Band: Witch Ripper | Album: The Flight after the Fall | Genre: Sludge metal, Progressive metal | Year: 2023

From: Seattle, USA | Label: Magnetic Eye Records

For fans of: Mastodon, Baroness, Gojira, Inter Arma


Witch Ripper is one of my favorite local acts from the Seattle scene. They play a heavy, sludgy variety of metal, but it’s shot through with complex melodies and artful subtleties. I’ve seen them live a few times, and they always put on a fantastic show. So if you’re in the Pacific Northwest and you get a chance to see them, I’d strongly recommend the experience.

Despite being around since 2012, the band didn’t put out its first full-length release until 2018. Homestead is a solid album with some great moments. It’s more sludge-with-prog-elements than vice-versa, but it still holds its own. Their new album, The Flight after the Fall, has more explicitly progressive leanings.

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Album Review: Riverside – ID.Entity

Band: Riverside | Album: ID.Entity | Genre: Progressive rock, Progressive metal | Year: 2023

From: Warsaw, Poland | Label: InsideOut

For fans of: Porcupine Tree


Riverside is one of the bigger names in the progressive music world. They’re a progressive metal act based out of Poland that came to prominence in the early 2000s. Their first decade or so of existence was great, with 2009’s Anno Domini High Definition being one of the best records of that decade. Moving into the 2010s, though, the band faltered a bit. Shrine of New Generation Slaves didn’t quite land, in my opinion, and I disliked Love, Fear and the Time Machine so much, I didn’t even give their 2018 album, Wasteland, a listen. So, when I saw they had a new record coming out (their first since I started this site), I was viewing it comparably to how I view Dream Theater: something I’m pretty much obligated to cover; something I’m not that jazzed about; but something I’m willing to be surprised by.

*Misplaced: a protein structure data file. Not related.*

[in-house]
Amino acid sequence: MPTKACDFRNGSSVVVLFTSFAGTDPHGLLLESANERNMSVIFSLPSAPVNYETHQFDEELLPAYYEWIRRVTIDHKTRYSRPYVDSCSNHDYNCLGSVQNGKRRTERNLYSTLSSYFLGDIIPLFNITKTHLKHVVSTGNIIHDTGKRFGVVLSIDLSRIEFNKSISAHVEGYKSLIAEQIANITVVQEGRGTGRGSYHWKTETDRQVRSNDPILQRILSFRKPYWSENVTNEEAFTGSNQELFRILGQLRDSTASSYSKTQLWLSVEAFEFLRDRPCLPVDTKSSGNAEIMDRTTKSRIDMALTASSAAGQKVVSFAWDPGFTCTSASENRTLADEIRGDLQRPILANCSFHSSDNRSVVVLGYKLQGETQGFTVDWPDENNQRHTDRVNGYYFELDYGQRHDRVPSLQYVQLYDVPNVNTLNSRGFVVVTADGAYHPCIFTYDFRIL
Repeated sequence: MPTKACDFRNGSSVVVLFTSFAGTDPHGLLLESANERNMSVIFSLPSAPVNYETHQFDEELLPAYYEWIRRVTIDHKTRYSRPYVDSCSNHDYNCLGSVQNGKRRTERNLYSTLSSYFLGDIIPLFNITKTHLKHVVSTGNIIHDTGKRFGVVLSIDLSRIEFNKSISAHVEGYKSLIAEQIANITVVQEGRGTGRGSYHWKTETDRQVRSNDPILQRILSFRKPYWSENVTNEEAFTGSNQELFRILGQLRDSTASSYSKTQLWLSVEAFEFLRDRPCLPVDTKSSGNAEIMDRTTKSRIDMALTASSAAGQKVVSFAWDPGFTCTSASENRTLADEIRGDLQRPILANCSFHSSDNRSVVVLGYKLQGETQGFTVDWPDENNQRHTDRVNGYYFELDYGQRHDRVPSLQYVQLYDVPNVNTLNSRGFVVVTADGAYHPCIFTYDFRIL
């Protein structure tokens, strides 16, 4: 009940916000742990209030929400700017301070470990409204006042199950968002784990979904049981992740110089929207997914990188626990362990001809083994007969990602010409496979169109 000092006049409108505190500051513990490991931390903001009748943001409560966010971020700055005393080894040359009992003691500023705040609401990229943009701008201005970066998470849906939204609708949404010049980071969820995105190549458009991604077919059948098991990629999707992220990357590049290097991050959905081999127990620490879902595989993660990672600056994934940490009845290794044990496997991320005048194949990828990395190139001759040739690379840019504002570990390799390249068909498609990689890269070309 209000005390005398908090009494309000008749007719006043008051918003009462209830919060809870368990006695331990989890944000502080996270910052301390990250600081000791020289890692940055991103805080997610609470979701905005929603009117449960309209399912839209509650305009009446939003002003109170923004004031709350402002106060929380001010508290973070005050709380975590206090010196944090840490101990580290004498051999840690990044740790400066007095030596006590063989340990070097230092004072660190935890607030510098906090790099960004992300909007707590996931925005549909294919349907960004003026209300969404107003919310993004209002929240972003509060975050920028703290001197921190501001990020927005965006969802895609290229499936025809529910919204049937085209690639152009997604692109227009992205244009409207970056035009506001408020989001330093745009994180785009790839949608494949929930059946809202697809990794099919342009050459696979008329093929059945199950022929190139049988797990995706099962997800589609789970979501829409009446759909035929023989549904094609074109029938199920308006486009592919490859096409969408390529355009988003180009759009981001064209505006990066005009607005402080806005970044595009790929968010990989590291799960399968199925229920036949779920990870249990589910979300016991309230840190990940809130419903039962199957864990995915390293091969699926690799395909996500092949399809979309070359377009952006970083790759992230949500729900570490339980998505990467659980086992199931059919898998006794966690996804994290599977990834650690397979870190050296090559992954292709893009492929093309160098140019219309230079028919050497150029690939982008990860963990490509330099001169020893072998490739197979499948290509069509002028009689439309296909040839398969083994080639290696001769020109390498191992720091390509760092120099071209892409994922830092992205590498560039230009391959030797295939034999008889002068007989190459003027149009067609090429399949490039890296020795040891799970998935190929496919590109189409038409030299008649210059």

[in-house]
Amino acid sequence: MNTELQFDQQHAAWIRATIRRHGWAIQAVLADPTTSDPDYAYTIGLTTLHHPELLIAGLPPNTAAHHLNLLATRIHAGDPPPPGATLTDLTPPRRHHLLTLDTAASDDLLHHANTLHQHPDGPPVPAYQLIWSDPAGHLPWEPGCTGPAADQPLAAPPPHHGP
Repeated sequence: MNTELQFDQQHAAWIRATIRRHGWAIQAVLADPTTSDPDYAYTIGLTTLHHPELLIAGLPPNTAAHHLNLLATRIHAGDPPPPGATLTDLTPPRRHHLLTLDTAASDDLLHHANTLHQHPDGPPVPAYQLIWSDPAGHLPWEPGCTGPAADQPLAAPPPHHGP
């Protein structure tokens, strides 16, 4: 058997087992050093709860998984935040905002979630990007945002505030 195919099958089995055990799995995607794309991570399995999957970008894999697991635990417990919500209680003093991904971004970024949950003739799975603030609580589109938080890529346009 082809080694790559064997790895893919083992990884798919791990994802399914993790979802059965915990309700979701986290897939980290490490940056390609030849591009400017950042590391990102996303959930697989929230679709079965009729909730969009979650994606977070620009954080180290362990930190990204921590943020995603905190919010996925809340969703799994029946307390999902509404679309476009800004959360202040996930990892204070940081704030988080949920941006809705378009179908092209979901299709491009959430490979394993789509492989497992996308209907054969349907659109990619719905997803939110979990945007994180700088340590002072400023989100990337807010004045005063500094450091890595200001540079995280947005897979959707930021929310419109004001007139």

When I first heard “Friend or Foe?”, the album’s opening track and leadoff single, I had a rather negative reaction to it. Those blooping faux-80s synth lines usually summon a visceral revulsion from me. I don’t like synthwave or most of the other ‘80s pastiches that have been in vogue for what feels like at least a decade at this point. It can be fun as an interlude to switch things up, admittedly, like BTBAM did on Colors II. “Friend or Foe?” isn’t even a bad song; I’ve warmed up quite a bit to it. But there’s a difference between tossing in some contrast two-thirds of the way through an album versus leading an album off with such a decision. I was worried this would wind up being something of a mission statement for the record, but thankfully it isn’t.

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Album Review: Hammers of Misfortune – Overtaker

Band: Hammers of Misfortune | Album: Overtaker | Genre: Progressive metal, Thrash metal | Year: 2022

From: San Francisco, USA | Label: Independent

For fans of: Detente, Voivod, Droid


Hammers of Misfortune is a progressive thrash four-piece currently based somewhere out of Montana. Every source outside of their Bandcamp listed their location as San Francisco, but Bandcamp said they’re based in Montana. So I’m guessing a relocation occurred somewhat recently.

Geographical unclarity aside, they’ve got a distinctive sound. Female-fronted acts outside of power and traditional metal are somewhat rare, and this band is quite keys-forward, especially for a thrash band. The vocals remind me a lot of Detente, and the rich synths and organs could fit in perfectly with any classic prog band. The riffs are fast and complex, though, and the music overall is uncompromising.